PEOPLE living in the Balearics are amongst those claiming to be the most healthy in the country.
A report released yesterday by the National Institute of Statistics (INE), analysing the perceived health of the nation by region, said that Island citizens are on a par with their counterparts in Ceuta and Melilla (Spanish cities in North Africa), and with La Rioja on the mainland in their convictions on personal wellbeing. Their optimistic view contrasts with that of people living in Galicia, Murcia and Andalucia where residents are the most likely in Spain to say they are in a “poor state.” According to the Institute's research, Balearic citizens describe themselves as being “in very good health”, as do 22.3 percent of those in Ceuta and Melilla, 22.1 percent of the inhabitants of La Rioja and 22 percent of Andalucians.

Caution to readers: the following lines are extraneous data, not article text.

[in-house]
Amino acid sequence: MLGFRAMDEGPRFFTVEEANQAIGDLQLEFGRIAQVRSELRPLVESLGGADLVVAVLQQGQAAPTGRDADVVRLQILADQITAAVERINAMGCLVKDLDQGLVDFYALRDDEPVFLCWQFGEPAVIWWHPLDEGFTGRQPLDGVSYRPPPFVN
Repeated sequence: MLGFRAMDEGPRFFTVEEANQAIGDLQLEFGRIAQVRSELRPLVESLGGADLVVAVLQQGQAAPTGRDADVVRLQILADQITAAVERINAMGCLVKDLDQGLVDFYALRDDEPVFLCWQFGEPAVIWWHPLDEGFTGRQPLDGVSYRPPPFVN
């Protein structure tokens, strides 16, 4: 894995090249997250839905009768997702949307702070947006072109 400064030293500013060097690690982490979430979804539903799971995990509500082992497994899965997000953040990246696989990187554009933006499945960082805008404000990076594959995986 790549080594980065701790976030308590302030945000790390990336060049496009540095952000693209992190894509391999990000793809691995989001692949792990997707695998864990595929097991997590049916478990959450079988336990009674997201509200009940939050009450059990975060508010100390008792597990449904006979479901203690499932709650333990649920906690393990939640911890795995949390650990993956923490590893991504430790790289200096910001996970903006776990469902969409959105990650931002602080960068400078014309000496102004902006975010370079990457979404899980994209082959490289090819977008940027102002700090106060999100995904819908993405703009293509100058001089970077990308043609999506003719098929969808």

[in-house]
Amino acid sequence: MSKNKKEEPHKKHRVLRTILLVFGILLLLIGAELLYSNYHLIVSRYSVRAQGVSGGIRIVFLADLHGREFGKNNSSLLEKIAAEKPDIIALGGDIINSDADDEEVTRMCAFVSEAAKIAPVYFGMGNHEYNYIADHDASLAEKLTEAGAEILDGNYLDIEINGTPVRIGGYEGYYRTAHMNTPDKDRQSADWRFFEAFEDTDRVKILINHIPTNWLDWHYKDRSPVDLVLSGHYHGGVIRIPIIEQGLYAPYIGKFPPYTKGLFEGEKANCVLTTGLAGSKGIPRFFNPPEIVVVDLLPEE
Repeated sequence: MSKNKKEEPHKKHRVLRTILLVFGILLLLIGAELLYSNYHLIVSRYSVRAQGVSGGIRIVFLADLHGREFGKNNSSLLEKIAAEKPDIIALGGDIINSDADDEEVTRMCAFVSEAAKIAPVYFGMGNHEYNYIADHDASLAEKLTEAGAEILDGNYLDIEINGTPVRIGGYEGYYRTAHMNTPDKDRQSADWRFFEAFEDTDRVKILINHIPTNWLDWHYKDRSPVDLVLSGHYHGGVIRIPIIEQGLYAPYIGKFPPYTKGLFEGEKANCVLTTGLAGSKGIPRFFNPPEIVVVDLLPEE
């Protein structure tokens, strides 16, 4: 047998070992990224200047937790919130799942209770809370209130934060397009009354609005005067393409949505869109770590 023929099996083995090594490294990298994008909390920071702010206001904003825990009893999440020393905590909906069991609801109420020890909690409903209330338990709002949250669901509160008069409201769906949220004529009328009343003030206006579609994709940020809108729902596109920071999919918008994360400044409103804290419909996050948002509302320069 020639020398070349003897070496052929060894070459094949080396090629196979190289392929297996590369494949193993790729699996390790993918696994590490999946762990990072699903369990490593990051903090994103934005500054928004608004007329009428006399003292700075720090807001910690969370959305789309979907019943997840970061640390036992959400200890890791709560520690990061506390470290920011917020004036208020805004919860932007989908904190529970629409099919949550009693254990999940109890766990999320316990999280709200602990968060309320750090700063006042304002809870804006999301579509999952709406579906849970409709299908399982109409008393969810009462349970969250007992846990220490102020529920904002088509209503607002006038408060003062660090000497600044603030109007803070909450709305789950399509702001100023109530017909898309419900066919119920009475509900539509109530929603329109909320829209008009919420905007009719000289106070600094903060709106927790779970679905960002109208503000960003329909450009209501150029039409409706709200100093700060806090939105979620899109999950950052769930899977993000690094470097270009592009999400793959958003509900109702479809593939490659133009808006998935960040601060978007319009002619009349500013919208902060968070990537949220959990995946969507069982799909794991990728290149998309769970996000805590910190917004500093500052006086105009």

Looking at interview material from a different angle, 4.1 percent of people from Galicia believed that their health is “very bad,” a higher figure than those in Ceuta and Melilla who declared themselves to be “really poorly” (3.6%), along with residents in Andalucia and Murcia who were of the same opinion, (3.3%) in each case.

Without taking into account extreme cases, 58.6 percent of Asturians were in good health, together with 56.2 percent in Castilla-y-León and 56 percent of Basques.

Acknowledgements of poor health were registered from 12.2 percent of inhabitants of Ceuta and Melilla, from 11.6 percent of the Aragonese and from 10.8 percent of Andalucians.

An overall view indicated that 17.1 percent of Spaniards believed they were in very good health; 50.7 percent said it is “good”; 19.8 percent said their health was “acceptable”; 9.9 percent said it was “bad,” and 2.3 percent felt assured that it was “very bad.”


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